Archive for the ‘Orthodox Theology’ Category

Excerpt from St. Gregory Palamas’ Homily on the Annunciation from Mary the Mother of God, pp. 56 & 58-59

Continuing as you are now with your virginity inviolate, you shall conceive a child and bear the Son of the Highest. Isaiah foresaw this many years before and prophesied, “Behold, a virgin shall conceive, and bear a son”, and, “I went unto the prophetess”. In what way did the Prophet go to the Prophetess? In the same way the Archangel now came to her. What the Archangel now saw, the Prophet foresaw and foretold. That the Virgin was a prophetess with the gift of prophecy, is proved to all by her hymn to God in the Gospel (Luke 1:46-55).

…Surely it is obvious to anyone that the Virgin Mother is both the burning bush and the tongs. She conceived the divine fire within her and was not burnt, and an Archangel ministered at the conception, and through her the Bearer of the sins of the world was united with the human race, purifying us thoroughly by means of this indescribable bond. The Virgin Mother, and she alone, is the frontier between created and uncreated nature. All who know God will recognize her as the one who contained Him Who cannot be contained. All who sing hymns to God will praise her next after Him. She is the cause of the benefits which preceded her, the protectress of those which came after and through her those good things which are eternal shall be received. She is the theme of the prophets, the first of the Apostles, the support of martyrs, the dais of the teachers. She is the glory of those on earth, the delight of those in heaven, the adornment of the whole Creation. She is the beginning, fount and root of the hope store up for us in heaven.

To which may we all obtain her prayers for us, to the glory of Him Who was begotten of the Father before all ages, and, in these last times, became incarnate of her, even Jesus Christ Our Lord. To Whom belong all glory, honour and worship, now and for ever and unto the ages of ages. Amen.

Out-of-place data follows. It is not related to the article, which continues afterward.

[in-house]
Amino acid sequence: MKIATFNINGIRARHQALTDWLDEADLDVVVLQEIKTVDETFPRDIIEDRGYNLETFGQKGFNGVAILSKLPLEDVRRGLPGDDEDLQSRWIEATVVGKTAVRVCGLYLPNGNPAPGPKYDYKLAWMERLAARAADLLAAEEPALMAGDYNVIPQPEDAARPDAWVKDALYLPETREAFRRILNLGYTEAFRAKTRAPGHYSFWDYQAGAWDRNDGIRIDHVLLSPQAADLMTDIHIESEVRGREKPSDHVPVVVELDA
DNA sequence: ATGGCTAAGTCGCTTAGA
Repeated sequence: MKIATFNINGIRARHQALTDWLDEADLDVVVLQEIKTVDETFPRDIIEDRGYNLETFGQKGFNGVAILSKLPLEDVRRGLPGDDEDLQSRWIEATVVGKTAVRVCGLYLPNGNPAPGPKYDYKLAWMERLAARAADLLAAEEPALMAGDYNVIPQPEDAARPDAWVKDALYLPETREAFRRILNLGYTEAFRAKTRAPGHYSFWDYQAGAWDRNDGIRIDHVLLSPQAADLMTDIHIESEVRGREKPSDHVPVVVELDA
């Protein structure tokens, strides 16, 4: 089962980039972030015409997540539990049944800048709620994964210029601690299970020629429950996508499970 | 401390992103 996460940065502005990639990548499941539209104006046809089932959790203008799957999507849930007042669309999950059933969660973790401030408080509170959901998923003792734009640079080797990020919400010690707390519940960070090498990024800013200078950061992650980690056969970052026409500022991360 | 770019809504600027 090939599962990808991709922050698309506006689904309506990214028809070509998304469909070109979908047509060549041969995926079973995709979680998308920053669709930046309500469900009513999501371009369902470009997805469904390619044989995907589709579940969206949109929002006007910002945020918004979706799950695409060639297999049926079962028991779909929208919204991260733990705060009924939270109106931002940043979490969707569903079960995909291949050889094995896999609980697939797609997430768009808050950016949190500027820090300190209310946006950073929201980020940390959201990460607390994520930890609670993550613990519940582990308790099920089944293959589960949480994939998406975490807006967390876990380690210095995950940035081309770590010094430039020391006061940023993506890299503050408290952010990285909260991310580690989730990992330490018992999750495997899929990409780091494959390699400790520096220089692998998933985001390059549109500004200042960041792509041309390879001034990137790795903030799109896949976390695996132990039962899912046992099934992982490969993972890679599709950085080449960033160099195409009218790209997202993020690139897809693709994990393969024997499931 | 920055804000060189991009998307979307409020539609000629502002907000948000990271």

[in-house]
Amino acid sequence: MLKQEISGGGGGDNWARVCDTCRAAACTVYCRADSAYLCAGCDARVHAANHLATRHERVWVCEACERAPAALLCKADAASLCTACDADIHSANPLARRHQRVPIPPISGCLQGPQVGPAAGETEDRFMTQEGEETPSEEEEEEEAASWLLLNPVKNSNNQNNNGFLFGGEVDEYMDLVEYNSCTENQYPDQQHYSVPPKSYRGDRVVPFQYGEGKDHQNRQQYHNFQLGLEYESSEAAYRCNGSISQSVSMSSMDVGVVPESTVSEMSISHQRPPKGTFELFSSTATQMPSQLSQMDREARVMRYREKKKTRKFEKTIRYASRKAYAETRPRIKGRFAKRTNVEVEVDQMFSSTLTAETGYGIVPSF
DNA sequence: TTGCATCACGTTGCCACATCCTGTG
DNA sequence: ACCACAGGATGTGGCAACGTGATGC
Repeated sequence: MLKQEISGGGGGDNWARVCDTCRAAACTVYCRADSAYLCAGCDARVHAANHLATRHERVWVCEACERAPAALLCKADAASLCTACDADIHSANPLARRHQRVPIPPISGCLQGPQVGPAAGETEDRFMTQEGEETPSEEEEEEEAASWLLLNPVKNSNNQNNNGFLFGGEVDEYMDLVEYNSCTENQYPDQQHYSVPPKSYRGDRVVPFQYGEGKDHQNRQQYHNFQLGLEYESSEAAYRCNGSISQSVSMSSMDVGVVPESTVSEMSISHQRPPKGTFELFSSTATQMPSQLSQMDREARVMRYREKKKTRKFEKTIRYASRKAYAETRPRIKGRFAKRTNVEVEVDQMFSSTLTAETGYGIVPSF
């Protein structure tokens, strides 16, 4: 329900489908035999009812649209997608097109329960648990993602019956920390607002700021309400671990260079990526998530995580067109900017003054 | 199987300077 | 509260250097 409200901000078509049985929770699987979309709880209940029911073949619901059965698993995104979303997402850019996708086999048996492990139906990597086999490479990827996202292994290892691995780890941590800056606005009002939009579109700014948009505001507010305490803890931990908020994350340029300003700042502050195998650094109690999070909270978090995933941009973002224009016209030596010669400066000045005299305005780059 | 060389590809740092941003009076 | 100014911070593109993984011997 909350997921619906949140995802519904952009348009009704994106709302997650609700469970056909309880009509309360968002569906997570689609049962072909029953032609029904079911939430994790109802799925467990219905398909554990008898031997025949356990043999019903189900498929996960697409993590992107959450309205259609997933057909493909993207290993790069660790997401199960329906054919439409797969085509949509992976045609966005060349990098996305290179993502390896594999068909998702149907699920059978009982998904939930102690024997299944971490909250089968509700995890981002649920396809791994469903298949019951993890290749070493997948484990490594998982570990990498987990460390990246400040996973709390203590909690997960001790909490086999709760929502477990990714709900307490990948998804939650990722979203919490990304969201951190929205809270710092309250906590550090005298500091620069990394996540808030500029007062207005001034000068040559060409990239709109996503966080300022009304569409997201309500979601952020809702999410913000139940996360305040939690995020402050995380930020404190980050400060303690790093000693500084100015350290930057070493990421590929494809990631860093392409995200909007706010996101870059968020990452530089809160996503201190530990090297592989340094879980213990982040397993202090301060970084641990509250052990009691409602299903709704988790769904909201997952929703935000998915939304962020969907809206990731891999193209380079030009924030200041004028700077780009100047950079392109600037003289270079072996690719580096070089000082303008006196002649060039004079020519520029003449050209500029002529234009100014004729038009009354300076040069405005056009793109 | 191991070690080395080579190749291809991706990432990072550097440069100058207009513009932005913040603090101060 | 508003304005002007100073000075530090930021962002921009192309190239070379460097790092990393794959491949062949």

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“God, I thank you that I am not like other people!” Lk. 18:11

When I was in Ontario giving talks at a few different venues back in November, I received a variety of questions, good questions. In fact, I was quite impressed with the questions I was asked. I think good questions demonstrate the audience’s seriousness, their desire to learn and be instructed. I tried my best to offer good answers to those good questions. I don’t know if I succeeded, but I tried.

Among all these questions there was one scribbled on a piece of paper that stood out to me because I believe it revealed an opinion many of us have our ourselves – an opinion, I would venture to say, which is misinformed and misguided.

The question went something like this: “How can we deal with the low spiritual level of others?”

I was a little taken aback by this and without a lot of thought I immediately responded: “By saying: Gee, I wish I was as spiritual as that person!” But truth be told the person asking the question was verbalizing the silent and unspoken thoughts many of us have from time to time, or at least have had in the past: that is, that we are more spiritual than others and that it is toilsome to have to “deal” with what we perceive (rightly or wrongly) as the “low” spiritual state of others.

I went on to explain that if we think we are more spiritual than anyone else then we know, right off the bat, that we aren’t spiritual because a true spiritual person doesn’t think themselves spiritual. A true spiritual person knows how carnal, how flawed, how fumbling, and how sinful he or she is, because true spirituality – and by “true” I mean Orthodox spirituality – gradually opens the eyes of the heart to see one’s sinfulness, one’s mistakes, shortcomings, and more than anything one’s attachment to this world, this body, and the passions associated with the body, the “lesser pleasures” as they’re called: food, sleep, etc. revealing us to be far more carnal, in fact, than spiritual.

A spiritual person follows the rules of fasting set down by the Church; he prays a consistent amount everyday; he bridles his tongue, has humble thoughts; thinks he hasn’t yet made a beginning; feels, sees and understands his own worth, that he is nothing without Christ. A spiritual person looks at everyone beside himself as more spiritual, more holy, more worthy of Christ’s love and mercy.